Making the Connection FM Systems and Cochlear Implants School Matters
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School Matters  |   September 01, 2002
Making the Connection
Author Notes
  • Jane Madell, is director of the Hearing and Learning Center at Beth Israel Hospital in New York City. Contact her by email at jmadell@bethisraelny.org.
    Jane Madell, is director of the Hearing and Learning Center at Beth Israel Hospital in New York City. Contact her by email at jmadell@bethisraelny.org.×
    Patricia M. Chute, is an associate professor at Mercy College in New York. Contact her by email at pchute@mercy.edu.
    Patricia M. Chute, is an associate professor at Mercy College in New York. Contact her by email at pchute@mercy.edu.×
    Rebecca Kooper, is an educational audiologist for Nassau BOCES Hearing Services in Levittown, NY. Contact her by email at ReKoop1213@aol.com.
    Rebecca Kooper, is an educational audiologist for Nassau BOCES Hearing Services in Levittown, NY. Contact her by email at ReKoop1213@aol.com.×
Article Information
Hearing Aids, Cochlear Implants & Assistive Technology / School Matters
School Matters   |   September 01, 2002
Making the Connection
The ASHA Leader, September 2002, Vol. 7, 1-22. doi:10.1044/leader.SCM6.07162002.1
The ASHA Leader, September 2002, Vol. 7, 1-22. doi:10.1044/leader.SCM6.07162002.1
In the classroom, on the playground, and at school, competing noise prevents children who have hearing loss from clearly hearing a spoken message. Even with the best possible technology in cochlear implants, children who are hard of hearing will hear best when the speaker is within three feet and there is no competing noise.
Unfortunately, this is seldom the case.
While children with cochlear implants hear significantly better than they were able to hear with hearing aids, they are not hearing optimally. Testing speech perception in a quiet test room may make it appear that a child is hearing well, but it will not provide good information about how the child hears outside of the test situation. By testing in competing noise and at soft conversational levels, the audiologist can more closely demonstrate how a child will function in everyday situations. If word recognition deteriorates in those conditions, an FM system should be recommended.
Unfortunately, coupling cochlear implants and FM systems is significantly more complicated than coupling hearing aids and FM systems. Previously, a series of challenges compromised the widespread use of FM systems with cochlear implants. These included the need to have a special patch cord between the body-worn processor and the FM system, the potential for radio frequency interference between the two devices, and the sheer bulk of the equipment on small children. As speech processors substantially decreased in size and ear-level devices became available, the coupling process and ability to wear the systems together became more user-friendly.
Although children with cochlear implants can now use FM systems more readily, they should not be fit with FM systems until they have some experience with their implants. This is especially important in very young children for whom there are minimal responses observed during the early cochlear implant stages. Once the clinician is confident in the responses of the child with the implant alone, the FM system can easily be attached to the unit. However, both devices must be monitored carefully during their use. It is important for teachers and therapists who see the child daily to be aware of any changes that might indicate that either system is not working appropriately. As always, providing in-service training to teachers in mainstream settings is crucial to the proper use of both devices.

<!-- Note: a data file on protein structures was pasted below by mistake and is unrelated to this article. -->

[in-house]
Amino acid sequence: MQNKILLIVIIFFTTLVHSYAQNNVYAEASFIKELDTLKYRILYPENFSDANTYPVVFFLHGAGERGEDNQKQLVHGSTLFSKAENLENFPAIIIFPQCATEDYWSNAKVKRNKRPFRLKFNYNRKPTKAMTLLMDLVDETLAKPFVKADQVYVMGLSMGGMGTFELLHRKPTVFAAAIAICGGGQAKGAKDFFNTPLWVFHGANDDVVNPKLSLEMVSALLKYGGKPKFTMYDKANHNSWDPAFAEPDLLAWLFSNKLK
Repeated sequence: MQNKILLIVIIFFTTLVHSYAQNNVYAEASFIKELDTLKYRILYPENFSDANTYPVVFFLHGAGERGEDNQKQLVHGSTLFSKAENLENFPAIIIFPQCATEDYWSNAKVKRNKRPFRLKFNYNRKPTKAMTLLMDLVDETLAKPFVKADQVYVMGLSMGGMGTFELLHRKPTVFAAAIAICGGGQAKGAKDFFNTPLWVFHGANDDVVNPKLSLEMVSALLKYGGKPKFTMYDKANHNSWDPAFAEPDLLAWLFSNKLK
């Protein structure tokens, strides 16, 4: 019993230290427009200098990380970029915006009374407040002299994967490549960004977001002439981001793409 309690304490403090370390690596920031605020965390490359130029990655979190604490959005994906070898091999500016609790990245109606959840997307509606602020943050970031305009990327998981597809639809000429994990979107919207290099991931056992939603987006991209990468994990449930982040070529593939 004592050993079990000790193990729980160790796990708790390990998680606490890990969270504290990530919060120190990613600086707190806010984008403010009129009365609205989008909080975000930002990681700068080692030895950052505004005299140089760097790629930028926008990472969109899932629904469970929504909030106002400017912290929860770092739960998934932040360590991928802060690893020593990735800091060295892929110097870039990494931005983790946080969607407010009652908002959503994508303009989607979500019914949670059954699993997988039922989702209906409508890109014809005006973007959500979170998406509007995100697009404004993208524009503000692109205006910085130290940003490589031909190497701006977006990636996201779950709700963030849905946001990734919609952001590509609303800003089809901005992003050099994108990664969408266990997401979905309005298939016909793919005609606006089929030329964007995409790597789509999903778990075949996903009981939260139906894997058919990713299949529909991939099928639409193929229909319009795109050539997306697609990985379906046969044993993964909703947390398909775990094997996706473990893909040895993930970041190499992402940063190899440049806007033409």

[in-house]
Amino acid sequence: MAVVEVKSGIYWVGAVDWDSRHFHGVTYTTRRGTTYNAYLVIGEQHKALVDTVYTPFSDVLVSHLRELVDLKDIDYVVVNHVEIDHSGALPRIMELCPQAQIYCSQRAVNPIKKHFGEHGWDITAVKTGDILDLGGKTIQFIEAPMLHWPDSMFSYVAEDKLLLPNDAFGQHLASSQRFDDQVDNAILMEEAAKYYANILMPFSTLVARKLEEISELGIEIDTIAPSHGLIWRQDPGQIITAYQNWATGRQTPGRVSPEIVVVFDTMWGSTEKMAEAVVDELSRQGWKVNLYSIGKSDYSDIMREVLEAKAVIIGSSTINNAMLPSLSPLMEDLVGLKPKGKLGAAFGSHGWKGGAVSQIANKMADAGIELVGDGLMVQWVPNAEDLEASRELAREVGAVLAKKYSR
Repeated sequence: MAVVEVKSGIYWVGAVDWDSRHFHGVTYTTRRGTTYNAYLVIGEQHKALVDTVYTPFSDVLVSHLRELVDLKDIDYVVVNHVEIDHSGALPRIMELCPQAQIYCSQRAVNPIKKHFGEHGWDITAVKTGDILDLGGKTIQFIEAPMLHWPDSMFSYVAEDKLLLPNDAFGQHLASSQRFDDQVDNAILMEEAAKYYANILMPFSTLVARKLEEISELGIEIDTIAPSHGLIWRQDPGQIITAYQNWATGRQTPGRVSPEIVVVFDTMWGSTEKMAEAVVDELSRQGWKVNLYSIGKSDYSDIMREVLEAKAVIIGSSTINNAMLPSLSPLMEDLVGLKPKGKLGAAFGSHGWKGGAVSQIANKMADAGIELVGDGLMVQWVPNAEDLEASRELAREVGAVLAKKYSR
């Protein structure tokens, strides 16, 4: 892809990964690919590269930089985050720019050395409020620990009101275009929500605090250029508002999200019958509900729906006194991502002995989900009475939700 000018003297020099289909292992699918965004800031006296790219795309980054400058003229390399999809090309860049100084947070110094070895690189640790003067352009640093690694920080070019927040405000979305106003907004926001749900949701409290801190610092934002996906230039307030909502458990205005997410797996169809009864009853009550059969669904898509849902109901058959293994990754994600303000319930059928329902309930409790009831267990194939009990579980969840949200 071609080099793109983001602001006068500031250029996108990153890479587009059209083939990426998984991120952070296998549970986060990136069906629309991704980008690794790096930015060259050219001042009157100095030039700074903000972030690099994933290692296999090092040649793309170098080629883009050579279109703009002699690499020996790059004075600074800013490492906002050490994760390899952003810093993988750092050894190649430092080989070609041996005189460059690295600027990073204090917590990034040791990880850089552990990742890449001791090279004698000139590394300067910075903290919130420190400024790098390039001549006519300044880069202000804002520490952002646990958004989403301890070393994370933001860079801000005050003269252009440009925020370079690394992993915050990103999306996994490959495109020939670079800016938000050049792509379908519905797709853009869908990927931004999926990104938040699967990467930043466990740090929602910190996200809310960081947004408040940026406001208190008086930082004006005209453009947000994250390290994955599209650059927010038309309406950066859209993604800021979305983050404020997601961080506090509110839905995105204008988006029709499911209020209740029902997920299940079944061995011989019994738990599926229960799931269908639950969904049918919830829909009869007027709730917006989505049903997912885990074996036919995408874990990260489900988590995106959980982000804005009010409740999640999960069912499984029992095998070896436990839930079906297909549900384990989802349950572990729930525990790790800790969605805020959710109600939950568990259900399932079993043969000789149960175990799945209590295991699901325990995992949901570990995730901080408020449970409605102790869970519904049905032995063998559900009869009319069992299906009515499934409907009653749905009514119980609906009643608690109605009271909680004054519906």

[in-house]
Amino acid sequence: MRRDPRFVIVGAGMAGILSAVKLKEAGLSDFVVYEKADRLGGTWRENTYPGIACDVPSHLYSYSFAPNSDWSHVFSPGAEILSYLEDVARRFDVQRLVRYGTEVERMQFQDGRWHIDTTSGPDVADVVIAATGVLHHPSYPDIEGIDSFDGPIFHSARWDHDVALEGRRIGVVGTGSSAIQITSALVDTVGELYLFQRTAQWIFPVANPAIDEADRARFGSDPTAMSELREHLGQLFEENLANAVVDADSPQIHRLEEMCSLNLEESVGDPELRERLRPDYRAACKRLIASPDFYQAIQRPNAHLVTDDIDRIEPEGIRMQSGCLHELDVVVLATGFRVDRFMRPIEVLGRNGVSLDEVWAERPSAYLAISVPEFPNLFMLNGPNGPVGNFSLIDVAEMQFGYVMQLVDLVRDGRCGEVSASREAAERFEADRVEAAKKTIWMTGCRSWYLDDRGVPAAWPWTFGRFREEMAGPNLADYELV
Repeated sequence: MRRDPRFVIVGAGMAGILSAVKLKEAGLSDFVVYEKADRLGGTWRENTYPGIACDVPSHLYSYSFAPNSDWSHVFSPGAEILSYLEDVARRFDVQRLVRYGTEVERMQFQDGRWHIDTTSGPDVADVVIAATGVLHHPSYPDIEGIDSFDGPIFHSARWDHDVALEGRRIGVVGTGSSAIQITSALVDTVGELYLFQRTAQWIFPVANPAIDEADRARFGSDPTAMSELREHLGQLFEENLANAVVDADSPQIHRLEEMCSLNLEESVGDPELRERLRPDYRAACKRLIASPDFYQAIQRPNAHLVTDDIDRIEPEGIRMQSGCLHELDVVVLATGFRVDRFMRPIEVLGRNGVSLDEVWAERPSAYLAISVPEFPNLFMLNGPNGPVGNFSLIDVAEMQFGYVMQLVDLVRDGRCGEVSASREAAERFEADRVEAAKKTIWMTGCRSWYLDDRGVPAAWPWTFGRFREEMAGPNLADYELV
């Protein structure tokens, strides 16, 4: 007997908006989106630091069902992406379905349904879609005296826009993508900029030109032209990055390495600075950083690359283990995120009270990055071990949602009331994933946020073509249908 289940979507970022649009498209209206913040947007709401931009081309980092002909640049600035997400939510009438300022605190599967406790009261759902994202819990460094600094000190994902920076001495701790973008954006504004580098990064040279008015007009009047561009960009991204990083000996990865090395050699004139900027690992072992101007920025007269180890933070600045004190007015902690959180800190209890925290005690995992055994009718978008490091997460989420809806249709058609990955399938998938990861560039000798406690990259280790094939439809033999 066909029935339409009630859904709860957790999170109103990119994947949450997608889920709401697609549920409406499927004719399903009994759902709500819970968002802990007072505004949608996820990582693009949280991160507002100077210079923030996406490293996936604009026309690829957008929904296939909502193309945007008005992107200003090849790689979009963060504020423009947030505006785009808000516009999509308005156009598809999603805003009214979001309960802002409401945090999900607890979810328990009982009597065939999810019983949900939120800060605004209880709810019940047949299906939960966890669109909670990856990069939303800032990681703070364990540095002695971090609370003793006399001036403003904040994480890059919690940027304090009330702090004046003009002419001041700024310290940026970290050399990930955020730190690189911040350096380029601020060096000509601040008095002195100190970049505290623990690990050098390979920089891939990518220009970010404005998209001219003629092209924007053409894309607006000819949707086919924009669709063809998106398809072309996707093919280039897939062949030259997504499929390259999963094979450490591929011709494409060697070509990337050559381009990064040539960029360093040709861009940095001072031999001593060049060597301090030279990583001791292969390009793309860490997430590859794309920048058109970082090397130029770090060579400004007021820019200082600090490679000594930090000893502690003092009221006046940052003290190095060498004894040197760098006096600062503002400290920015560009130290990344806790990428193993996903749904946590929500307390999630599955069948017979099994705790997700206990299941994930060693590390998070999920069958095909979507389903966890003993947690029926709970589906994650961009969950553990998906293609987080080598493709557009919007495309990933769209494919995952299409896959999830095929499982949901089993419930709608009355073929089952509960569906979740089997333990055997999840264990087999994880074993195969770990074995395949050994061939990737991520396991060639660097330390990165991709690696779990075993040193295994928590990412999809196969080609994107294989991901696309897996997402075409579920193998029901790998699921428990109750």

Currently, two types of FM systems are commonly used in the classroom: a desktop speaker FM unit and an FM receiver that inputs directly into the speech processor. Within the past year, two manufacturers introduced FM receivers that input directly into the speech processor: the AVR Sonovation LogiCom Ci FM system and the Phonak MicroLink FM system. While a system that provides a direct input into the speech processor offers a more consistent signal, the desktop system is recommended when the child’s auditory responses are not well developed and the child may not be able to report a malfunction.
As the school year begins, clinicians serving children with cochlear implants need to be aware of the use of FM amplification in the child’s school. FM systems have become more prevalent in education and are used not only for children with hearing loss, but also for those with auditory processing disorders and learning disabilities. Clinicians must be certain that each classroom is on a different frequency and make arrangements for children using FM systems who share activity areas such as a gym or computer centers.
Additional responsibilities for school-based clinicians working with children with cochlear implants include arranging for a daily check of the FM receiver and processor using a functional listening evaluation. General educators are often not aware of the importance of maintaining and repairing FM equipment, so a procedure for sending in broken equipment must be established at the beginning of the school year. Checking with the manufacturer regarding warranties and service contracts will expedite the repair.
Since the presence of noise in a classroom can impede learning, children who use cochlear implants or hearing aids must have access to technology that will assist them in maximizing the use of their device. The FM system is just one method of supporting children with hearing loss in the classroom to enhance their listening abilities.
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September 2002
Volume 7, Issue 16